Hygge

by prasanna   Oct 15, 2021


There’s too much blood here, too much blood to be used
in any meaningful way – I spill poetry, and it ends with that.
I will die in a sea of poems, and that’s all you will remember.
On a pleasant July evening, in the far future you’ll casually
mention about the boy who wrote you scores of poetry to
your daughter, and she’ll ask you which poem was your
favourite. You’ll linger for a moment and lose yourself in
thought and realize there was no particular poem that had
resonated with you – it was just the fact that for a moment
in time, a well-meaning boy had written you a sea of poetry,

and that was enough, for a moment.

-

a scrapped poem

6


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Latest Comments

  • 11 months ago

    by Lost star

    A poem to sit among the gems in your list, just wonderfully written as usual. Excellent.

  • 11 months ago

    by Kate

    This.

    This is brilliant. Why are you scrapped poems a trillion times better than my posted ones? Anyway, added to my favorites. This reminds me of someone in particular which is why I think it clicks with me the way it does. Giving someone your all, your words, your art and it never meaning a thing to them is tragically beautiful. I love how you separated the last line, it gives a finishing punch to it. Like the other comment says, it's short but a perfectly well balanced story on its own. Wonderful.

  • 11 months ago

    by Poet on the Piano

    You are always teaching me new words, this time, a Danish and Norwegian one! I am so glad you posted this and find it hard to believe it was a scrapped poem. I love how the length is enough; it seems shorter than your other poems yet it reads just as "complete". The mention of spilled blood in the beginning sounded so dismal at first, like you are giving every organ and every beat of your heart to write, but then again, I almost read it as matter of fact. Like this is just who you are, and there is no other way to be. It's an everyday part of you. It made me think if others would see you as "just" that - full of poems, or if others would truly "see" your poetry and your reflections, and see all the dimensions of you included in it. I love the contrast of sort of questioning if it can be meaningful at the start, to knowing that this poetry is for someone, and that parent will see your collection as a testament to something more meaningful. Even if there wasn't a particular one that resonated with them, it was the gesture, the effort. The "well-meaning" part made me imagine that this is you writing to a future partner, one you may not know yet, and you're putting out the energy and hope for this person without knowing them yet or walking on the path together. It could be simply enough to show that parent your love and appreciation and depth of spirit... or, I also saw it as poetry that reached out to her when she needed it. A "thinking of you" moment. Not always about her, but something she could find joy in, a spark of life in outside her own, and contentment too.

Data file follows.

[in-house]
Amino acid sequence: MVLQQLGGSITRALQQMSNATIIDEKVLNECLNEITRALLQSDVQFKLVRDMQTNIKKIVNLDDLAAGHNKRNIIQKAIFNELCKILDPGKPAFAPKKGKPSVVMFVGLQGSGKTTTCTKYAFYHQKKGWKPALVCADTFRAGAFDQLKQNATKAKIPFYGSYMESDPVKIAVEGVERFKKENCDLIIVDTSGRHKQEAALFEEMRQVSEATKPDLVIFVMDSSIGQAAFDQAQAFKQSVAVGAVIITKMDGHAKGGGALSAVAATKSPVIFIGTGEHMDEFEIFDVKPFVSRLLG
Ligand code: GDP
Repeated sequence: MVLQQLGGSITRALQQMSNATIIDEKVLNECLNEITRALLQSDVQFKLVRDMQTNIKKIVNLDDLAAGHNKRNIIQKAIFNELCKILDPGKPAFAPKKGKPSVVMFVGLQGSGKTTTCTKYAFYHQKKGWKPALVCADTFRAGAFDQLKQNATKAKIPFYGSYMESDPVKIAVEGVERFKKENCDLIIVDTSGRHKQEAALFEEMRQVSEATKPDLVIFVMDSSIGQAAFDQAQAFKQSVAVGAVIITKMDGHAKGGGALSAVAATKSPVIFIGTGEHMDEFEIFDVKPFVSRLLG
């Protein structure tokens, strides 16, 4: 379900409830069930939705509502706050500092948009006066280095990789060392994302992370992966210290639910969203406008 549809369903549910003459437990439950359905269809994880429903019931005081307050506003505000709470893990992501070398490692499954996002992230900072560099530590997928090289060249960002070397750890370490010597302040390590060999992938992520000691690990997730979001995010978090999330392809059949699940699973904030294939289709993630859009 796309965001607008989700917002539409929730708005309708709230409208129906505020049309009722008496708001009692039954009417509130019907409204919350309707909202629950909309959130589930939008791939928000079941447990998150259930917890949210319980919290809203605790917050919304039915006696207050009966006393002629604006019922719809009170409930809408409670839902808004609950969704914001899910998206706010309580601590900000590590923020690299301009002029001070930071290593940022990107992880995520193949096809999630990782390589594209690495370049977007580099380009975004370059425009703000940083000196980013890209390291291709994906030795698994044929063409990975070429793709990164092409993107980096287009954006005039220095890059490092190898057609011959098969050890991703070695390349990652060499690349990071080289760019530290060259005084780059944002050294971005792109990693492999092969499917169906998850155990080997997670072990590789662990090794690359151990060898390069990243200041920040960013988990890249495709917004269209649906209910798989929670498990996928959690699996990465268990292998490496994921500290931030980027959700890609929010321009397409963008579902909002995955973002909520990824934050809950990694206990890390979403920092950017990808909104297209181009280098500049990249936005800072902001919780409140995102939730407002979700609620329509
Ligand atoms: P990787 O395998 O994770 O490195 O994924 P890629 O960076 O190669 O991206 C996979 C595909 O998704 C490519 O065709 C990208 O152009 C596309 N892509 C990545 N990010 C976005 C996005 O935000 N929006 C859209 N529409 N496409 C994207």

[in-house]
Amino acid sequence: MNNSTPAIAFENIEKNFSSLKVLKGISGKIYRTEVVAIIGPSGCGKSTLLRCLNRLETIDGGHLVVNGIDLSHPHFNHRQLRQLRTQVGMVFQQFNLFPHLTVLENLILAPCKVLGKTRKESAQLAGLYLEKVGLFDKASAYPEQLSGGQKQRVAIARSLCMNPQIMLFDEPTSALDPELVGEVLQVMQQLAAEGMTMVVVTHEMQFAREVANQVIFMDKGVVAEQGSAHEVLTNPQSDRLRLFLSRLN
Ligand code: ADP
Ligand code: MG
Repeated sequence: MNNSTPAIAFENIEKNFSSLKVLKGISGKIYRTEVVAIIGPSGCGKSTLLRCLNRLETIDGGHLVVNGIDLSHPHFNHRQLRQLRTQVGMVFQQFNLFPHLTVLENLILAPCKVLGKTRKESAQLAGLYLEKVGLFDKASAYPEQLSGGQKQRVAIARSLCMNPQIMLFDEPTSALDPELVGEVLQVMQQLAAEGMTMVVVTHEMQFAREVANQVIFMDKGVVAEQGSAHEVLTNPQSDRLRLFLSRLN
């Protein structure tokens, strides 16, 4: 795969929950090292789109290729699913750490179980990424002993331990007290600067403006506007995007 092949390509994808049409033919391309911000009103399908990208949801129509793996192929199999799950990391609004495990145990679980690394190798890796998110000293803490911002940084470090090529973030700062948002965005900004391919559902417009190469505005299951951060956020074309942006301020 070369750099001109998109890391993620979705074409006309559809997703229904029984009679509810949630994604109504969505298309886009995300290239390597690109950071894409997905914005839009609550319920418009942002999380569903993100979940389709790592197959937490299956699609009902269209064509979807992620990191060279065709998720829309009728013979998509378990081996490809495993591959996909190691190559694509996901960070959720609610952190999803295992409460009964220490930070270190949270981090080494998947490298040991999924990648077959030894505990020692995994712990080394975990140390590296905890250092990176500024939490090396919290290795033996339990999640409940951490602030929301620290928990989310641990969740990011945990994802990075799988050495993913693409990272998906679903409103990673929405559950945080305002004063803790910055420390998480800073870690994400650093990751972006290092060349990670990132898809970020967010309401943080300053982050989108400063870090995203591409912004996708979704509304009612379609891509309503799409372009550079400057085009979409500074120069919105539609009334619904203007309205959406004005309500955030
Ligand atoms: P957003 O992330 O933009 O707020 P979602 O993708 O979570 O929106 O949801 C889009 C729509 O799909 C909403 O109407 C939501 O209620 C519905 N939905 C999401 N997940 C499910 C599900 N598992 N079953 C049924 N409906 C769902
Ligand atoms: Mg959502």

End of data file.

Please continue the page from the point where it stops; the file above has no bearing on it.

Such a neat piece!

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